Here’s another thing to worry about at the bookfair: If you’re browsing through the wares on display at a table and suddenly find someone shouting verse at you, be ready with some lines of your own to fire back—you’ve just been challenged to a poetry battle. This isn’t just about bragging rights. The loser must stop browsing, leave the bookfair, and never return for the duration of the conference. Many an unsuspecting poet has had their time at the bookfair cut short by being unprepared for a sheer verbal onslaught of a rival poet. Sorry, fiction and CNF writers.
There aren’t just dangers to watch out for at the conference itself. Off-site events give residents of the host city a chance to prey upon writers and editors while they are far away from the protective aegis of the conference center. Off-sites are frequently outfitted with traps—keep an eye open and you should be able to spot pressure plates and trip wires before you activate the swinging logs, trap doors, and flame jets. And this year in Portland, be on the lookout for the city’s Roustie Boys, an infamous gang of street toughs you’ll be able to spot by their neon-colored 90’s-style ski jackets.
Approaching Your Favorite Writers
There are famous writers all over AWP. Many of them will gladly speak with you, if you can approach them the right way. The most important thing is to know the person you want to talk to. What kind of offerings do they like to receive? While the proper offering will grant you the writer's favor, the wrong gift will only get you sent away running. Don't even think about approaching Lydia Davis unless you bring her a platter of red licorice in a nest of dry angel hair pasta. Unclean offerings are also likely to anger your favorite writer, so be sure all of the proper purification rites have been performed before you decide to walk up and tell your idol how much you liked their last book.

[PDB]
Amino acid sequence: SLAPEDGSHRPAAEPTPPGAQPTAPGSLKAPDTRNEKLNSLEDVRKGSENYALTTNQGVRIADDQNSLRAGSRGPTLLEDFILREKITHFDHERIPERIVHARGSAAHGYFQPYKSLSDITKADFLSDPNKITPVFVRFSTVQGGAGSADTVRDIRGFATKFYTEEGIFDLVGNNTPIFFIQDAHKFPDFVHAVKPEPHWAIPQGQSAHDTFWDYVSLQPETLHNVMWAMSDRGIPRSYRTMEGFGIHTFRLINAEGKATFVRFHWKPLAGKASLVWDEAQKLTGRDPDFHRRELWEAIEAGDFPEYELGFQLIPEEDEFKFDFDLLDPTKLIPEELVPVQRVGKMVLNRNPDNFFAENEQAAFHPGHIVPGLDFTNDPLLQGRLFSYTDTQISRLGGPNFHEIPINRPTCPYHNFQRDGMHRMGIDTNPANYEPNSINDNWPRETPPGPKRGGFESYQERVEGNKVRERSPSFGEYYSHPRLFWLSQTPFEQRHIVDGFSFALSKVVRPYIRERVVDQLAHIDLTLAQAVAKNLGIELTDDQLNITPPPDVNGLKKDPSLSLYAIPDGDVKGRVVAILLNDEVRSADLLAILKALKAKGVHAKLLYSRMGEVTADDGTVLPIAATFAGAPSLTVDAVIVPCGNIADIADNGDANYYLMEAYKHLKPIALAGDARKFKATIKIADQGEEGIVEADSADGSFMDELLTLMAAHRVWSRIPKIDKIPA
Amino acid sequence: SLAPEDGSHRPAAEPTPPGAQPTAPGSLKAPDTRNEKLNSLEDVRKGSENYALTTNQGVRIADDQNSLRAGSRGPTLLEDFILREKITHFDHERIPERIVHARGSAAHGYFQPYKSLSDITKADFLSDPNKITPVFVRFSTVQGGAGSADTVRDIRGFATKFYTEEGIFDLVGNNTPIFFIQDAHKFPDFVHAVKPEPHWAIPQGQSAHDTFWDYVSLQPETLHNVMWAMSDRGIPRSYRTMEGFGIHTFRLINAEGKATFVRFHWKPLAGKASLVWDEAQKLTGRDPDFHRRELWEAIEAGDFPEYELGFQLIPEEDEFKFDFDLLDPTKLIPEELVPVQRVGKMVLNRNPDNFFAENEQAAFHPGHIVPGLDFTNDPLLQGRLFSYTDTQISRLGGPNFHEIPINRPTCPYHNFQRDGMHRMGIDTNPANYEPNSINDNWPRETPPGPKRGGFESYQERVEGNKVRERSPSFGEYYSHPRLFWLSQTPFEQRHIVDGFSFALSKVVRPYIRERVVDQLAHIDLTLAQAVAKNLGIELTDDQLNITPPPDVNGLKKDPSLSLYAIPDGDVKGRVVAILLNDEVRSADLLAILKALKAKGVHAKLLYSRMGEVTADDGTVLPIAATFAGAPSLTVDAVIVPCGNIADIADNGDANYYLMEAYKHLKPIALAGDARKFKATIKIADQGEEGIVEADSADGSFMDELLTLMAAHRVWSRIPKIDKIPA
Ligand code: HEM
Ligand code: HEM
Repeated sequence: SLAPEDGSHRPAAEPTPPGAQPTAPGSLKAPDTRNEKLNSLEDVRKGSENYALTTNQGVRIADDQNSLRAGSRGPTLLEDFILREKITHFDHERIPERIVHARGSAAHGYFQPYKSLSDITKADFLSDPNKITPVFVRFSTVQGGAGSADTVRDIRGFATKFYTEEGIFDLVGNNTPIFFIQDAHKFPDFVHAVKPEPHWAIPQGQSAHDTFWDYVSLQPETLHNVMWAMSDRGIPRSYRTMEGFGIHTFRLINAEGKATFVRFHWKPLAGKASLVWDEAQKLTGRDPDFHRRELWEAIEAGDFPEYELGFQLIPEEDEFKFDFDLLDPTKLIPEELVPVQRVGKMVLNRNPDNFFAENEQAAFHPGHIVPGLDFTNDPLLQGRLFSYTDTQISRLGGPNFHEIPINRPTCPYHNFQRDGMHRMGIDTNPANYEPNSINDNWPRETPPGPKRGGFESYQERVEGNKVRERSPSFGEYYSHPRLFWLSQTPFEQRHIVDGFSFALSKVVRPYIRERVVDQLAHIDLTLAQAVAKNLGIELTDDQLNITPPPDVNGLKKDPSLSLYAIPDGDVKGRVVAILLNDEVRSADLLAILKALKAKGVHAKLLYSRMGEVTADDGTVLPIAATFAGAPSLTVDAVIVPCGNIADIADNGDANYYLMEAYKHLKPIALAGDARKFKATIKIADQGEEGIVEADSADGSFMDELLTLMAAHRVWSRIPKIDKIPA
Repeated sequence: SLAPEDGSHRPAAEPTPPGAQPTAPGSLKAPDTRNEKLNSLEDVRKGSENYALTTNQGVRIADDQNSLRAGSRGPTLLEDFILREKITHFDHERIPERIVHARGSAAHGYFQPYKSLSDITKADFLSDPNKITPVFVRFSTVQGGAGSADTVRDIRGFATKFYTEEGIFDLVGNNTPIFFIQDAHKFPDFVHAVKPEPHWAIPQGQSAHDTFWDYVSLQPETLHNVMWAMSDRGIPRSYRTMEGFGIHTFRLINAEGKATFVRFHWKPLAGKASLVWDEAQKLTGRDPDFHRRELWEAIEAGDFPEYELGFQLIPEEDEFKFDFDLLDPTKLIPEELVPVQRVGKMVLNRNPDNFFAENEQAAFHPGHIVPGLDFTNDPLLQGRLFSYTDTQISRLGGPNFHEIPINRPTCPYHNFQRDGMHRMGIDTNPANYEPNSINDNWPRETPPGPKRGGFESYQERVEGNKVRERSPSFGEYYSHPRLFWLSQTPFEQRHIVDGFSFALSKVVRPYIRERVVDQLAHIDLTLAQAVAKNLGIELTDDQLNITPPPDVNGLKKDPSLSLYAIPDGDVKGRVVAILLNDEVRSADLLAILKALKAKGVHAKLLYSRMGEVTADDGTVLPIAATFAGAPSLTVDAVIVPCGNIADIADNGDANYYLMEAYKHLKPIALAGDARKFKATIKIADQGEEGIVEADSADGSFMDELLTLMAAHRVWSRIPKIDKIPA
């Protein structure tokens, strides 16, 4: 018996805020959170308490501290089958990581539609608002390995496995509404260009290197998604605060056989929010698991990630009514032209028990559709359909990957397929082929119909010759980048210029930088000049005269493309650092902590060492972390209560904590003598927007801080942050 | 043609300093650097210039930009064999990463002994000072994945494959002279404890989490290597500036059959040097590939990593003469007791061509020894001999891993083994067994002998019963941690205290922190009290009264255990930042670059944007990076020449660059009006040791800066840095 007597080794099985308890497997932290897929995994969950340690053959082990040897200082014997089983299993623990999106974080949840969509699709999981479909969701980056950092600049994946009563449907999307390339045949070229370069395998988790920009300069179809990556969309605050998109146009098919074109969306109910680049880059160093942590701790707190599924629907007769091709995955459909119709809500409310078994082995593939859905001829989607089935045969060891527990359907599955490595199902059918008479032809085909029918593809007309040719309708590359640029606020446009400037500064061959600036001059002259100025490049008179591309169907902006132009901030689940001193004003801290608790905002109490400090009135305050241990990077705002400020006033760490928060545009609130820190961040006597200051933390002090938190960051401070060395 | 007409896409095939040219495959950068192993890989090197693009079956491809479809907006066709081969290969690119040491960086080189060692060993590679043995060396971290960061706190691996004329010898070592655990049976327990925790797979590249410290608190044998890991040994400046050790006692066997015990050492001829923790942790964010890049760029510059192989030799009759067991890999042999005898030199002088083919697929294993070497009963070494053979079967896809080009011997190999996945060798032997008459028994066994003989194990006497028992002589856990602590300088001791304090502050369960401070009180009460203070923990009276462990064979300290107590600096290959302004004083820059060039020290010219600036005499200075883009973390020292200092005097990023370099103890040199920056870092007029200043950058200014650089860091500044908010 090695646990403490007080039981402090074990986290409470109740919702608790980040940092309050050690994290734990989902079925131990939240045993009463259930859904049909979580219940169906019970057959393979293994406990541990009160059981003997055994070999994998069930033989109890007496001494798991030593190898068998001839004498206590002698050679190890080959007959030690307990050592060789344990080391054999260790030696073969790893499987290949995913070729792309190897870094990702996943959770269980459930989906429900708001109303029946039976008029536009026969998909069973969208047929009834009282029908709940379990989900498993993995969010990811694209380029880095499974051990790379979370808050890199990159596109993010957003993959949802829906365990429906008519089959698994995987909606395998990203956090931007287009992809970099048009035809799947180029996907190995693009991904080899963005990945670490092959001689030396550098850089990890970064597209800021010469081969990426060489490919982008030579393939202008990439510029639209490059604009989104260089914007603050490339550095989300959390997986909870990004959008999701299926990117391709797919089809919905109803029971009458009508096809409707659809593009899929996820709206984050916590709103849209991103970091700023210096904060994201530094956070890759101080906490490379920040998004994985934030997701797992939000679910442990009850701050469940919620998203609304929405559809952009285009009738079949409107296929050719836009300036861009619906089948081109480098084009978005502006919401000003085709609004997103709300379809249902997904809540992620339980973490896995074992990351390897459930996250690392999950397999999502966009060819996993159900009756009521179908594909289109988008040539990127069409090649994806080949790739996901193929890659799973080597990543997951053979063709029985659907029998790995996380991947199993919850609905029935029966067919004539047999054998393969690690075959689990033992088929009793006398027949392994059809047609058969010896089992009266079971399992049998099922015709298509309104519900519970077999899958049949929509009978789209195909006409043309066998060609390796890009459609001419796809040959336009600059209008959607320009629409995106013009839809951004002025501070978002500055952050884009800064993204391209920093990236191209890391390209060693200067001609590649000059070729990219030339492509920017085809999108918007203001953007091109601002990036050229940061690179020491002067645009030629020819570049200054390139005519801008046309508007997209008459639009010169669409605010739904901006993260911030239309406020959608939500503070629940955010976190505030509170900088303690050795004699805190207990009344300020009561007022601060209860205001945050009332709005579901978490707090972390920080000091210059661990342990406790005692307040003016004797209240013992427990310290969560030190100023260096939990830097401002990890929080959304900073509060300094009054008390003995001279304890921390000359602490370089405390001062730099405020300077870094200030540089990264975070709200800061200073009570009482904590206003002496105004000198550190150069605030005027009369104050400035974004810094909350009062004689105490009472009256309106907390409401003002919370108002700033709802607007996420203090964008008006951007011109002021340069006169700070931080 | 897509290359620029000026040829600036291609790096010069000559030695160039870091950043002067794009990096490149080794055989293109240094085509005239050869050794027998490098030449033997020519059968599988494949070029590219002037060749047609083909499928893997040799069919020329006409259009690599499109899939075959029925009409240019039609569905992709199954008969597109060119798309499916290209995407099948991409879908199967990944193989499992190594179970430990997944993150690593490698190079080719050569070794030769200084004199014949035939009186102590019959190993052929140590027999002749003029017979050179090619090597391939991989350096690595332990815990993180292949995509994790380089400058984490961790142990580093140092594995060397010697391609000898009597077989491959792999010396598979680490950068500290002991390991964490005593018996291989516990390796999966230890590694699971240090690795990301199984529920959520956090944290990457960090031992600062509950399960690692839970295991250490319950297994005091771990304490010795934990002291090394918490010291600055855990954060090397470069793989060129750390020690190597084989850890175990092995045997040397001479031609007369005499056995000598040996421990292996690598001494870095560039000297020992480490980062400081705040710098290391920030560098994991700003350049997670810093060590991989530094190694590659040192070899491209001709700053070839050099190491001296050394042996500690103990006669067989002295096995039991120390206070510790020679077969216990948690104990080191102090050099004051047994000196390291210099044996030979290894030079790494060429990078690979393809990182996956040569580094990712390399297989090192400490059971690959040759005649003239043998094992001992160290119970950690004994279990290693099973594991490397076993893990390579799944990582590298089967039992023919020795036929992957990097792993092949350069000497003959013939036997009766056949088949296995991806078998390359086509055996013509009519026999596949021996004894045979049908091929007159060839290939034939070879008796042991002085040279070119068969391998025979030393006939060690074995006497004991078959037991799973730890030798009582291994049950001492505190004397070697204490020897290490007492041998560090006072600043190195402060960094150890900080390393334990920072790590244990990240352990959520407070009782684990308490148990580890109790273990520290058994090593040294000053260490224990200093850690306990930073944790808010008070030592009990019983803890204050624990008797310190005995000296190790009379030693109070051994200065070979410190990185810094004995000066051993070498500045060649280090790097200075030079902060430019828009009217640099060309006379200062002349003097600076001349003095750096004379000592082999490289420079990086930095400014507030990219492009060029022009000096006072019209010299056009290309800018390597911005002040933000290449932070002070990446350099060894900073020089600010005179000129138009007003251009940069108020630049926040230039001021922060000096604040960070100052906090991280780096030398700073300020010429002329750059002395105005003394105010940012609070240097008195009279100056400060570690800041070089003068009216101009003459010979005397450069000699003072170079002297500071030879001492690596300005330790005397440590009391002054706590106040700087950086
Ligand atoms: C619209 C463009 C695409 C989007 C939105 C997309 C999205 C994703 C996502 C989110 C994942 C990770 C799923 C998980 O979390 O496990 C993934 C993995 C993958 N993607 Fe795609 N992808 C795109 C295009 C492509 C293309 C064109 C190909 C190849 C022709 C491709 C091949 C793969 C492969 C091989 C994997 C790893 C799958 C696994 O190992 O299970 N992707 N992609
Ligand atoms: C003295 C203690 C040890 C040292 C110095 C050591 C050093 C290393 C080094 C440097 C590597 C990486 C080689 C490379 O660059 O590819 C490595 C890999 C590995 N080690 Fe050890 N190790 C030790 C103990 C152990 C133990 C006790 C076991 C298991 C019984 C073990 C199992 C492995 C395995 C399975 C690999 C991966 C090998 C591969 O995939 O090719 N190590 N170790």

Of course, the real reason for the annual conference is the ritual sacrifice of a young writer, preferably a poet, on the stroke of midnight on Saturday. You will notice that until that point, the entire conference building up in anticipation. Fridays at the conference there is a palpable tension and a sense of events hurtling violently to a cumulative event.
While most people are unaware of it, that night, somewhere in secret, the AWP conference board along with the heads of all the major publishing houses, MFA programs, and literary agencies gather together at a predetermined location to perform the dark rite. The victim must be a willing participant, unpublished, and enrolled at one of the top-tier programs in the country. Through this act, the conference organizers believe that the rules of metaphor, and syntax, and words themselves are renewed for another year, making all literary art possible. By 9:00am on Saturday, when the last day’s events begin, a sense of calm will have spread throughout the conference, a sense that yes, everything is going to be alright again. Our art will endure.
So now that you know what to look out for, it’s time to pack your bag and hit the road! Happy conferencing!
*This list is a joke, but let me make one thing clear: the conference really can be a dangerous space. It is difficult to access and participate in for anyone who isn’t abled, exclusionary, full of toxic people, and there is little care or assistance presented when it’s needed. The sad fact is, a lot of the items on this list are eerily close to actual harmful events that have taken place at the conference. So, if you are going to AWP this year, whether it’s your first time or not, please take care.
[Title image: CC BY-NC-SA 4.0.]